Guest blogger: High quality psychology translates to high quality management

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I recently received an email from someone conducting research on industrial organization that noted my blog content was “very engaging.”  Alexa Thompson is a contributor to an online resource looking at the intersections between psychology theory and management.  According to Alexa, the South Carolina’s Lieutenant Governor’s Office of Aging and the Queensland Government’s Health Information Services have listed the project as a resource for others.  I looked over the content and found it to be “very engaging” as well.

While Alexa’s post, as noted below, gives an interesting and appreciated perspective on how high quality psychology translates to high quality management, I also came across an article in Forbes this week discussing specific suggestions for bringing positive psychology to the workplace.

In our increasingly interconnected global economy, competition has never been more fierce. Companies of various sizes and industries often find themselves obsessively cutting costs and focusing on the bottom line profit margin simply in order to survive. While cutting employee benefits in difficult economic times may seem like a quick and obvious way to increase net profits, the complex nature of human psychology often proves this practice can have noticeably damaging effects on employee productivity that can ripple throughout an entire organization.

For decades, psychologists and organizational behaviorists have found that self-reported job satisfaction reflects the feelings workers experience while actually on the job and a judgment about their employment situation as it relates to their overall goals and aspirations. Studies show that worker dissatisfaction from daily factors like environment, pressure from supervision and feelings of social isolation can have an even greater effect on worker mindset than feelings of job security, pay or benefits. “Worker satisfaction, as ordinarily measured, depends at least as much on social aspects of work, and having a sense of meaning an interest in work, as it does on material rewards,” says Alan Krueger, an economics professor at Princeton University.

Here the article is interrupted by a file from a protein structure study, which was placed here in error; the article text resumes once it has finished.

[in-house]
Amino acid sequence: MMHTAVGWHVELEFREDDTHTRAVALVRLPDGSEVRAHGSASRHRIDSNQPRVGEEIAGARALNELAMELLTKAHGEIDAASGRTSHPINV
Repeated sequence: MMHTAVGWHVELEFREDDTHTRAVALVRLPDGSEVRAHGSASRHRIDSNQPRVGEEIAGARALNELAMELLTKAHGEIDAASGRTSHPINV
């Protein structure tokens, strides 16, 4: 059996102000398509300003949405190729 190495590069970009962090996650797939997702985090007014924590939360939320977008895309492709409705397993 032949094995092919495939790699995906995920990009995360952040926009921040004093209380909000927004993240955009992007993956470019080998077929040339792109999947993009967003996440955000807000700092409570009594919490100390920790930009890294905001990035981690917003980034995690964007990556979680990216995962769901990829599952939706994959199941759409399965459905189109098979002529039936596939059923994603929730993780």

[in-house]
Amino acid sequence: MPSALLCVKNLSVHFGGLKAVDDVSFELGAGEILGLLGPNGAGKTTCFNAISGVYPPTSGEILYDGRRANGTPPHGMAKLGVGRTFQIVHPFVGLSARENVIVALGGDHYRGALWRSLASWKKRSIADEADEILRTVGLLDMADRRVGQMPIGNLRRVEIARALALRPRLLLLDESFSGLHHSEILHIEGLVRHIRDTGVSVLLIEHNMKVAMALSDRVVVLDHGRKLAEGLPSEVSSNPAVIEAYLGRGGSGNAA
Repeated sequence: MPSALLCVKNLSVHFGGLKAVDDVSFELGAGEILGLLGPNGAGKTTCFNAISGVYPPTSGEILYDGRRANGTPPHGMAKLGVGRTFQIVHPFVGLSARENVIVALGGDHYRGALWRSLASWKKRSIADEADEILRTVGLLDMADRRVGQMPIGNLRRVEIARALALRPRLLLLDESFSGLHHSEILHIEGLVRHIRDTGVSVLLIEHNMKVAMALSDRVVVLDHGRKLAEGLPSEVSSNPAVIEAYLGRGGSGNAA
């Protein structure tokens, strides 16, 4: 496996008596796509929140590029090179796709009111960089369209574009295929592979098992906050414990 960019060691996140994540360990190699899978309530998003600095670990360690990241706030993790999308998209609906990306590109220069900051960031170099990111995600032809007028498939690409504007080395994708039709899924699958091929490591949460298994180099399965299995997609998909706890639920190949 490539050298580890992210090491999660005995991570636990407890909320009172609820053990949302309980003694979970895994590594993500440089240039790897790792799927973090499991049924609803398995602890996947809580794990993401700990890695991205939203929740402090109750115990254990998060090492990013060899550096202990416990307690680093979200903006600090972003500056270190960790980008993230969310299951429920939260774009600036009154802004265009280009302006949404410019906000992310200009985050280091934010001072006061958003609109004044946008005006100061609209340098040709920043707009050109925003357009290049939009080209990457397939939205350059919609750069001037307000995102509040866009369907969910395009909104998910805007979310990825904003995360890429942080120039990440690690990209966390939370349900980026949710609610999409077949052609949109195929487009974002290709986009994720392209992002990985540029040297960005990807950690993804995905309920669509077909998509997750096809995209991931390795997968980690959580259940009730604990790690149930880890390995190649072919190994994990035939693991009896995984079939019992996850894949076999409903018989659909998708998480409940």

For employers, investment in psychological satisfaction for workers can pay off dramatically. A 2010 study for the Association of Psychological Science found that lower job satisfaction is an excellent indicator of poorer bottom-line performance. In America, Gallup polling indicates that the cost of employee disengagement stands around $300 billion in lost productivity each year. Despite these numbers, managers at many companies remain oblivious to the importance of psychological factors in increasing employee efficiency and satisfaction. In a survey of 669 managers from companies around the globe, “supporting progress” ranked last among employee motivators, even while employees ranked support from their superiors as their chief motivator.

Employee psychological satisfaction often comes from feeling connected to the mission of a company and its ideals. If an employee genuinely believes in the goals of the company, the likelihood of committing to focused, high quality work increases dramatically. For employers, communicating the goals of the company to even the lowest workers in the corporate hierarchy and acknowledging the importance of every individual’s role can have a dramatic effect on employee productivity and retention. When those with more experience train and mentor newer employees, camaraderie and respect is built among employees at different levels. These relationships can have the added benefit of easing anxiety.

Employees who feel that they are recognized for their individual talent and skills are far more likely to work with a healthy psychological mindset. By allowing employees a degree of control over their own schedules and work methods, management can illustrate that they recognize the individuality and potential for innovation brought about by each employee. And by including every employee in the conversation regarding the direction of their company, managers can ensure that their employees remain satisfied and engaged, maximizing their investment in human resources and influencing long-term company growth and productivity.

 

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